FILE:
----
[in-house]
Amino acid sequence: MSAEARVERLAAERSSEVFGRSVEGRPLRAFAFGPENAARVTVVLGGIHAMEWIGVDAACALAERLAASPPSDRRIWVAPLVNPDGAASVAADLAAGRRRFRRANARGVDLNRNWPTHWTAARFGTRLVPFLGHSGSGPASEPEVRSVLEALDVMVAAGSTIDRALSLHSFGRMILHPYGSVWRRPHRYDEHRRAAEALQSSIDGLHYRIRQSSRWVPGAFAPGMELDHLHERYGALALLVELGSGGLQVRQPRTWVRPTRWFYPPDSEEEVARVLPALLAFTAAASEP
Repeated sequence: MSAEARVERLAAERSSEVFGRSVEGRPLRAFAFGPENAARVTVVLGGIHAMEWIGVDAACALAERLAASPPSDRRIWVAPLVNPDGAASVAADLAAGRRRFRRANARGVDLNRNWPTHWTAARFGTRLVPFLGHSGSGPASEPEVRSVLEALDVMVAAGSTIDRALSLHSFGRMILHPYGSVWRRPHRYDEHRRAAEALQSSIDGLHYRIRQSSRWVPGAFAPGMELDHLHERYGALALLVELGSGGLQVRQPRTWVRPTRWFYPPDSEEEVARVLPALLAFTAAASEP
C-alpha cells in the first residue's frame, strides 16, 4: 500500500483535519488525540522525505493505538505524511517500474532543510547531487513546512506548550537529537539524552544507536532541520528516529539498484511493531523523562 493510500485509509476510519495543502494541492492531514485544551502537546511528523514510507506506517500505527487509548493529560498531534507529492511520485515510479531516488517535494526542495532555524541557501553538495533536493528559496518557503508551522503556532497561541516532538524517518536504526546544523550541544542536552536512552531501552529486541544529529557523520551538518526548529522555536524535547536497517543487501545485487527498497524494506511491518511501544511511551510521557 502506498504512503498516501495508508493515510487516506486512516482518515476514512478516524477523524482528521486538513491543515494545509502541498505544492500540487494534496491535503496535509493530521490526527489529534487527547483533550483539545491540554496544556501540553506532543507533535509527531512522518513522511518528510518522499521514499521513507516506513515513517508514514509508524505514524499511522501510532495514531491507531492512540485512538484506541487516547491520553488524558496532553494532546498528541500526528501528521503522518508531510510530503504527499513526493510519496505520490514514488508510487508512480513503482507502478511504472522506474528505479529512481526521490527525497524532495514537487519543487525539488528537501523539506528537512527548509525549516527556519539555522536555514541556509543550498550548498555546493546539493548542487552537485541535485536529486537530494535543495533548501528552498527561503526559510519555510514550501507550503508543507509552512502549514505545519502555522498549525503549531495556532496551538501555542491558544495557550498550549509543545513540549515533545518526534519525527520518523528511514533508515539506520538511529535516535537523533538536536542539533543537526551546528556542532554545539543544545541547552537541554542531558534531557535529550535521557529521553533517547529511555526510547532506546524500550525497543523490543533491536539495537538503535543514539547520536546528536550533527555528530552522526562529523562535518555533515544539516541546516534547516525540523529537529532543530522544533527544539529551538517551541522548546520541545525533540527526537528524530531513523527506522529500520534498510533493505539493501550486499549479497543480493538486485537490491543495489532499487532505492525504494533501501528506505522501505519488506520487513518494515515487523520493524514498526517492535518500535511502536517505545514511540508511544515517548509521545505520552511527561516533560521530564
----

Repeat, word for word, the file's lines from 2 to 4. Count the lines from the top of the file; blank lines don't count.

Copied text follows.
Amino acid sequence: MSAEARVERLAAERSSEVFGRSVEGRPLRAFAFGPENAARVTVVLGGIHAMEWIGVDAACALAERLAASPPSDRRIWVAPLVNPDGAASVAADLAAGRRRFRRANARGVDLNRNWPTHWTAARFGTRLVPFLGHSGSGPASEPEVRSVLEALDVMVAAGSTIDRALSLHSFGRMILHPYGSVWRRPHRYDEHRRAAEALQSSIDGLHYRIRQSSRWVPGAFAPGMELDHLHERYGALALLVELGSGGLQVRQPRTWVRPTRWFYPPDSEEEVARVLPALLAFTAAASEP
Repeated sequence: MSAEARVERLAAERSSEVFGRSVEGRPLRAFAFGPENAARVTVVLGGIHAMEWIGVDAACALAERLAASPPSDRRIWVAPLVNPDGAASVAADLAAGRRRFRRANARGVDLNRNWPTHWTAARFGTRLVPFLGHSGSGPASEPEVRSVLEALDVMVAAGSTIDRALSLHSFGRMILHPYGSVWRRPHRYDEHRRAAEALQSSIDGLHYRIRQSSRWVPGAFAPGMELDHLHERYGALALLVELGSGGLQVRQPRTWVRPTRWFYPPDSEEEVARVLPALLAFTAAASEP
C-alpha cells in the first residue's frame, strides 16, 4: 500500500483535519488525540522525505493505538505524511517500474532543510547531487513546512506548550537529537539524552544507536532541520528516529539498484511493531523523562 493510500485509509476510519495543502494541492492531514485544551502537546511528523514510507506506517500505527487509548493529560498531534507529492511520485515510479531516488517535494526542495532555524541557501553538495533536493528559496518557503508551522503556532497561541516532538524517518536504526546544523550541544542536552536512552531501552529486541544529529557523520551538518526548529522555536524535547536497517543487501545485487527498497524494506511491518511501544511511551510521557 502506498504512503498516501495508508493515510487516506486512516482518515476514512478516524477523524482528521486538513491543515494545509502541498505544492500540487494534496491535503496535509493530521490526527489529534487527547483533550483539545491540554496544556501540553506532543507533535509527531512522518513522511518528510518522499521514499521513507516506513515513517508514514509508524505514524499511522501510532495514531491507531492512540485512538484506541487516547491520553488524558496532553494532546498528541500526528501528521503522518508531510510530503504527499513526493510519496505520490514514488508510487508512480513503482507502478511504472522506474528505479529512481526521490527525497524532495514537487519543487525539488528537501523539506528537512527548509525549516527556519539555522536555514541556509543550498550548498555546493546539493548542487552537485541535485536529486537530494535543495533548501528552498527561503526559510519555510514550501507550503508543507509552512502549514505545519502555522498549525503549531495556532496551538501555542491558544495557550498550549509543545513540549515533545518526534519525527520518523528511514533508515539506520538511529535516535537523533538536536542539533543537526551546528556542532554545539543544545541547552537541554542531558534531557535529550535521557529521553533517547529511555526510547532506546524500550525497543523490543533491536539495537538503535543514539547520536546528536550533527555528530552522526562529523562535518555533515544539516541546516534547516525540523529537529532543530522544533527544539529551538517551541522548546520541545525533540527526537528524530531513523527506522529500520534498510533493505539493501550486499549479497543480493538486485537490491543495489532499487532505492525504494533501501528506505522501505519488506520487513518494515515487523520493524514498526517492535518500535511502536517505545514511540508511544515517548509521545505520552511527561516533560521530564